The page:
Robin Masters Robin Masters - 6 months ago 19
Node.js Question

Javascript Syntax. What is this: ", (err) => { }"?

I don't even know what to call it so not sure how to ask the question properly. What is the operator and what is it doing? I'm assuming its just passing a function expression as a callback, but the syntax is new to me.

(err) =>

fs.writeFile('message.txt', 'Hello Node.js', (err) => {
if (err) throw err;
console.log('It\'s saved!');
});

Answer

It is a so-called arrow function. It is a short form for defining function expressions. Hence,

fs.writeFile('message.txt', 'Hello Node.js', (err) => {
  if (err) throw err;
  console.log('It\'s saved!');
});

is basically similar to:

fs.writeFile('message.txt', 'Hello Node.js', function (err) {
  if (err) throw err;
  console.log('It\'s saved!');
});

Anyway, there is big difference bitween the syntaxes: While function creates a new scope for this, an arrow function re-uses the outer scope. Hence, in a callback defined using the function keyword you may need something such as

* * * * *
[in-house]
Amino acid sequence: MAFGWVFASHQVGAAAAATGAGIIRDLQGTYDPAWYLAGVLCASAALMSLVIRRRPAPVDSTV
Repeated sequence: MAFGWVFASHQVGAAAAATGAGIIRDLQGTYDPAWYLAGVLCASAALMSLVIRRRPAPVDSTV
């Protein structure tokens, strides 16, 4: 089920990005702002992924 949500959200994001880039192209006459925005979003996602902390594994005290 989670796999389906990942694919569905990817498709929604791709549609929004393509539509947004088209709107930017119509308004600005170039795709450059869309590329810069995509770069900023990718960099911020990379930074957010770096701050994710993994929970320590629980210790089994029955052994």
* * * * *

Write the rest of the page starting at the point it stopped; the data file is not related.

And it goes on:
const that = this;

to preserve the outer scope, using an arrow function you don't need that. Please note that this also means that you are not able to use bind with an arrow function (i.e., it's not possible to redefine this for an arrow function (okay, to be true, you can use it, but the first parameter won't have any effect)).

Apart from that, please note that you can omit the parentheses around the parameter if there is only one. Hence, instead of

fs.writeFile('message.txt', 'Hello Node.js', (err) => {
  if (err) throw err;
  console.log('It\'s saved!');
});

you may also write:

fs.writeFile('message.txt', 'Hello Node.js', err => {
  if (err) throw err;
  console.log('It\'s saved!');
});

Anyway, this only works if there is only one parameter.

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